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An Analysis of the Epic Poem, Beowulf - Poetic Devices in Beowulf

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Poetic Devices in Beowulf

    There are a small variety of poetic devices employed in the composition of the poem Beowulf, and they are repeated numerous times.


The Old English poetry of Beowulf is distinguished primarily by its heavy use of  allliteration, or the repetition of the initial sounds of words. In the original manuscript version of the poem, alliteration is employed in almost every line (or two half-lines); in modern translations of the poem this is not so. In lines 4 and 5 of the poem we find:


Oft Scyld Scefing                               sceapena preatum

monegum maegpum                           meodo-setla ofteah


The repetition of the “s” sound in line 4 and of the “m” sound in line 5 illustrate alliteration, and this occurs throughout the poem, providing to the listener what the rhyme of modern-day poetry provides – an aesthetic sense of  rightness or pleasure. The Old English poet would “tie” the two half-lines together by their stressed alliteration (Chickering 4). Each line of poetry ideally contains four principal stresses, two on each side of a strong medial caesura, or pause. “At least one of the two stressed swords in the first half-line, and usually both of them, begin with the same sound as the first stressed word of the second half-line” (Donaldson 67). Such stressed alliterative binding together created hundreds of pairs that are used over and over, such as halig/heofon holy/heaven, dryhten/dugud lord/troop, fyren/feond sin/enemy. The pairs need not be complementary, but rather can be contrastive, like eadig/earm happy/wretched and wearm/winter warm/winter. These dictional contrasts provide the listener additional pleasure by surprising his expectations. The al...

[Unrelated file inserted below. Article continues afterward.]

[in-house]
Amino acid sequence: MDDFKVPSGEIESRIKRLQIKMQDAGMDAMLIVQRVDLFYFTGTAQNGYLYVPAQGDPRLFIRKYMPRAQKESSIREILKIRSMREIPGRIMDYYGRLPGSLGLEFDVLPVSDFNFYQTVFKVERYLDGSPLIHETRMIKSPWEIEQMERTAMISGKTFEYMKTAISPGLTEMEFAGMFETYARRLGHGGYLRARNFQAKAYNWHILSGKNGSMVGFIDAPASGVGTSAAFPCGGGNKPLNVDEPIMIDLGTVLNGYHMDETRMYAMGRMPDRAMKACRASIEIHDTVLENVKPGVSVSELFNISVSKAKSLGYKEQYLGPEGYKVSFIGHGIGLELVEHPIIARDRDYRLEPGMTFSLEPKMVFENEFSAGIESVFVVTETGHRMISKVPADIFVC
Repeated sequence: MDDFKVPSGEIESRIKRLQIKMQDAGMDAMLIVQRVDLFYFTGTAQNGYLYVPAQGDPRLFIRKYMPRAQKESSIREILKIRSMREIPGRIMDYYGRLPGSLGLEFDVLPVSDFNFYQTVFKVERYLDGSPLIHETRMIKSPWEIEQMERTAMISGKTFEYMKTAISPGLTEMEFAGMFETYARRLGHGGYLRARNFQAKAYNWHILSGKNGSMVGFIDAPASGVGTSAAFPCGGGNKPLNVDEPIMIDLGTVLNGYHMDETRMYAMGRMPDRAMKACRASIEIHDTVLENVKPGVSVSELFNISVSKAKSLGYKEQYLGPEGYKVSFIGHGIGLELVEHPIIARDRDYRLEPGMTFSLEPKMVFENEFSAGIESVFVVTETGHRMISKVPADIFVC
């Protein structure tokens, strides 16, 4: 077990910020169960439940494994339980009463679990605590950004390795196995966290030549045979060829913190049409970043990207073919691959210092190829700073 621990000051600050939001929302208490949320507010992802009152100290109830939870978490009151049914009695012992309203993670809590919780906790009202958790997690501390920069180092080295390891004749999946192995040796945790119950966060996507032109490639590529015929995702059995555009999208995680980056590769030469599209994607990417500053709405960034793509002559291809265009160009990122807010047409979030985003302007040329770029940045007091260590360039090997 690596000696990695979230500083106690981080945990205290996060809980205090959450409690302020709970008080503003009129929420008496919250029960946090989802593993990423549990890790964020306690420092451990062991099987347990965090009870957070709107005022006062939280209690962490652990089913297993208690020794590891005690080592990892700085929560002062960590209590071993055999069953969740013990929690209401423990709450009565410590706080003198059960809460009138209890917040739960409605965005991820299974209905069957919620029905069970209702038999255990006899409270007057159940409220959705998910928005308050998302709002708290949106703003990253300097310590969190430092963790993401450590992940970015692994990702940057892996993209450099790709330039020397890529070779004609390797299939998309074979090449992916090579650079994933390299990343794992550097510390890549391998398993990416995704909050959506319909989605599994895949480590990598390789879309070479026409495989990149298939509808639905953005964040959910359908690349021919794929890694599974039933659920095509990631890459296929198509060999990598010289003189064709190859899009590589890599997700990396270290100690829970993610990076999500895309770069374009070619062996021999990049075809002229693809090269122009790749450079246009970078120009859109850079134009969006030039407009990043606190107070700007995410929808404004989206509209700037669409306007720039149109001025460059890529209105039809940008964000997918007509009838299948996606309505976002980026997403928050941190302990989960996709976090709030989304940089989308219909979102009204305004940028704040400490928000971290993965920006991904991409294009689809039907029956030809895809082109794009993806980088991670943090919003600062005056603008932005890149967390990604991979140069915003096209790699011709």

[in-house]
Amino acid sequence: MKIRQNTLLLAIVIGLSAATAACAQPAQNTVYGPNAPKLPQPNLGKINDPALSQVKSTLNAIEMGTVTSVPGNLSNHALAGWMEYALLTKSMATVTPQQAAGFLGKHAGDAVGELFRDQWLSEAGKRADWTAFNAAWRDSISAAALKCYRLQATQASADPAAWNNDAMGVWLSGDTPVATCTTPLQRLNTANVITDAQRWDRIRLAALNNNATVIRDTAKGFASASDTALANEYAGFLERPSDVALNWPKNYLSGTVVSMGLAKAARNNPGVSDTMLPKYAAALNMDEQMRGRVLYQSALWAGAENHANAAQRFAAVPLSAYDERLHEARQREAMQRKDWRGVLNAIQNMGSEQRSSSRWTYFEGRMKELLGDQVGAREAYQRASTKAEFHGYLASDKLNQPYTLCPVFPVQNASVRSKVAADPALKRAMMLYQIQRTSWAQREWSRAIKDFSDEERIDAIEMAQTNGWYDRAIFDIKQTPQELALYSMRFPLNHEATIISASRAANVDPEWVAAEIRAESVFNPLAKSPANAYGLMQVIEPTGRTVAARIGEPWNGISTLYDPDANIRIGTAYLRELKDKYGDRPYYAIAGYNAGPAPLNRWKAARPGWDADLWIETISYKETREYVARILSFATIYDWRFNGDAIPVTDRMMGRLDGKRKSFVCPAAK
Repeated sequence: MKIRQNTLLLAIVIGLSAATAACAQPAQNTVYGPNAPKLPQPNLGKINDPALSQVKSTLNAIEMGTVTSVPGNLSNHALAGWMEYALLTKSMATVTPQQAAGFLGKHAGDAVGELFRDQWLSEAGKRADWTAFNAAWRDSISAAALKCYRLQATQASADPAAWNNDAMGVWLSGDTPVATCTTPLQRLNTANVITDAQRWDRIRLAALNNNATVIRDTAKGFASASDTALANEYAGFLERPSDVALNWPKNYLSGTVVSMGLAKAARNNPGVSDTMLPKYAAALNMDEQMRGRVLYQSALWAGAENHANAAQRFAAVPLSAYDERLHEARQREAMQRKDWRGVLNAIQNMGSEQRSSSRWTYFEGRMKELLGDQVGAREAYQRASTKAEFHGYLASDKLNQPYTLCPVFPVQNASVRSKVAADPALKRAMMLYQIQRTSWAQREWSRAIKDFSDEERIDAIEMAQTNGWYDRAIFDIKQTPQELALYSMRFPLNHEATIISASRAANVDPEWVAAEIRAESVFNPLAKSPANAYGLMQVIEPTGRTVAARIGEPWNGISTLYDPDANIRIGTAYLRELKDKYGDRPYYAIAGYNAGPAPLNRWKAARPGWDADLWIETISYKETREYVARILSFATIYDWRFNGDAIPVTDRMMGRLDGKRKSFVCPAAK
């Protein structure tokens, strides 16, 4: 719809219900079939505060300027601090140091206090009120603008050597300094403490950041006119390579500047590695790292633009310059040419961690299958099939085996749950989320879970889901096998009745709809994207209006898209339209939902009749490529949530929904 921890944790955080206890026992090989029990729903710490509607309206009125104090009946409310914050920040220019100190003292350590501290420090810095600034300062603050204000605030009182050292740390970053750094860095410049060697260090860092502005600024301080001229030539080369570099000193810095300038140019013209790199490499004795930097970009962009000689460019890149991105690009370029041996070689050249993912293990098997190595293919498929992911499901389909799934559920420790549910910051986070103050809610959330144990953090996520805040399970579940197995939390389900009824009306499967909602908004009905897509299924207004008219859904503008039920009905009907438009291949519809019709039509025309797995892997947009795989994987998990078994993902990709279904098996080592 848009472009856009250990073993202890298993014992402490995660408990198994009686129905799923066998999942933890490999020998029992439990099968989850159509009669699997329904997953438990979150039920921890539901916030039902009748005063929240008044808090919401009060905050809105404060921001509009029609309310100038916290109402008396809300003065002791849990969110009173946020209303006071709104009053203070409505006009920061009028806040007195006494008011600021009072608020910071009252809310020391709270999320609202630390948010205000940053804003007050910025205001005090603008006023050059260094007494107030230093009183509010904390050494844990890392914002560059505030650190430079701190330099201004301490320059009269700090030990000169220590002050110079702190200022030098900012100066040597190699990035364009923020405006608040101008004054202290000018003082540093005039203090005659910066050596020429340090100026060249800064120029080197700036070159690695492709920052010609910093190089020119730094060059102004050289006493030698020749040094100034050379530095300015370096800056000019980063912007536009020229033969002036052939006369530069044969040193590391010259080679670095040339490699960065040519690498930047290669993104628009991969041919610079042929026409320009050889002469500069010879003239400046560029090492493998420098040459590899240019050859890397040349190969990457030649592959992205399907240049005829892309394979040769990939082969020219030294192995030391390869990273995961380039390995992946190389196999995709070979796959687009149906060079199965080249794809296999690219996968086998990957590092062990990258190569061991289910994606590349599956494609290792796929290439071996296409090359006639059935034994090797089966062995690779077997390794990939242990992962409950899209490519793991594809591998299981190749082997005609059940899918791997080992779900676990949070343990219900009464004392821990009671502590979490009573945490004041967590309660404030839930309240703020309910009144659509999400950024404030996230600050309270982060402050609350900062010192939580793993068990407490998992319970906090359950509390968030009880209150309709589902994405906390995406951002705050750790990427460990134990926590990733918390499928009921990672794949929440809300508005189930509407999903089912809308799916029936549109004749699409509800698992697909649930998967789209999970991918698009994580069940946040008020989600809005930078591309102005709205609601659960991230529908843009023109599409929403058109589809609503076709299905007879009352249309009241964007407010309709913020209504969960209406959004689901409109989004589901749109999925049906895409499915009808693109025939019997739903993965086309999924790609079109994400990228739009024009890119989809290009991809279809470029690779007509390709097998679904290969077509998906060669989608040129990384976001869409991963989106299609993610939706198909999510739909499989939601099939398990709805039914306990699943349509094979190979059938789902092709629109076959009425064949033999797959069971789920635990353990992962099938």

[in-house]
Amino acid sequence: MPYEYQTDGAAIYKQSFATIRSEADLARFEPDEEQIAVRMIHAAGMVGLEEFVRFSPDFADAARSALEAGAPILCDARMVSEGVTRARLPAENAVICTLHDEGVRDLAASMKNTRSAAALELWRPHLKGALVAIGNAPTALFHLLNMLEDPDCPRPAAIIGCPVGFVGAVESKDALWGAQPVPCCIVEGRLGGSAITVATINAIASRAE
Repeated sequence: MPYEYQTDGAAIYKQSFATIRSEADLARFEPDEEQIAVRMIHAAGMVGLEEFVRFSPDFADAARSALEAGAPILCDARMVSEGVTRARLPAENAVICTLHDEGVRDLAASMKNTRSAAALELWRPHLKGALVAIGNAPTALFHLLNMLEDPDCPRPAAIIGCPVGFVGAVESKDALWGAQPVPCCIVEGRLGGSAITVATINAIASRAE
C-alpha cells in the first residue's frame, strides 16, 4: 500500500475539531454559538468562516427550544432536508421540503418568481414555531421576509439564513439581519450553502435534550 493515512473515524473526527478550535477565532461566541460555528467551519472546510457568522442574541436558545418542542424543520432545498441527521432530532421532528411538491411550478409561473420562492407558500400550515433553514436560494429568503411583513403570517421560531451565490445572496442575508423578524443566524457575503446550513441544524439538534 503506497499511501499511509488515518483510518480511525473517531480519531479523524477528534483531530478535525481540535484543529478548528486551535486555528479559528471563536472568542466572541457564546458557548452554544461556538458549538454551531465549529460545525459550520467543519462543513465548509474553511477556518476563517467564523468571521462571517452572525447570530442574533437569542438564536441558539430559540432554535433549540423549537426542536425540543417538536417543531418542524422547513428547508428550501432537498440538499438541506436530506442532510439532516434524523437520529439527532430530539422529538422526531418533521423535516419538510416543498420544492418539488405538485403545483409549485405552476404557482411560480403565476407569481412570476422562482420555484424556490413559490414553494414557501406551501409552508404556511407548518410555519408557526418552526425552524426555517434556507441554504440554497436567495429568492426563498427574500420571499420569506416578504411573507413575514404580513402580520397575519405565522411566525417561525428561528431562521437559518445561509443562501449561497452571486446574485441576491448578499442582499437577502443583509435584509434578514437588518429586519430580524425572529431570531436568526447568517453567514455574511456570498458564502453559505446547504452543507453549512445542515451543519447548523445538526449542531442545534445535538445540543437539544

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...        overflowing grief

for Herebeald (2444-64)


The poetic devices used in this classic poem are not great in variety, but indeed considerable in their repetition.




Chickering, Howell D.. Beowulf A dual-Language Edition. New York: Anchor Books, 1977.


Donaldson, E. Talbot. “Old English Prosody and Caedmon’s Hymn.” Beowulf: The Donaldson Translation, edited by Joseph F. Tuso. New York, W.W.Norton and Co.: 1975.


Magoun, Frances P. “Oral-Formulaic Character of Anglo-Saxon Narrative Poetry.”  In TheBeowulf Poet, edited by Donald K. Fry. Englewood Cliffs, NJ: Prentice-Hall, Inc., 1968.


Tharaud, Barry. “Anglo-Saxon Language and Traditions in Beowulf.” In Readings on Beowulf, edited by Stephen P. Thompson. San Diego: Greenhaven Press,1998.



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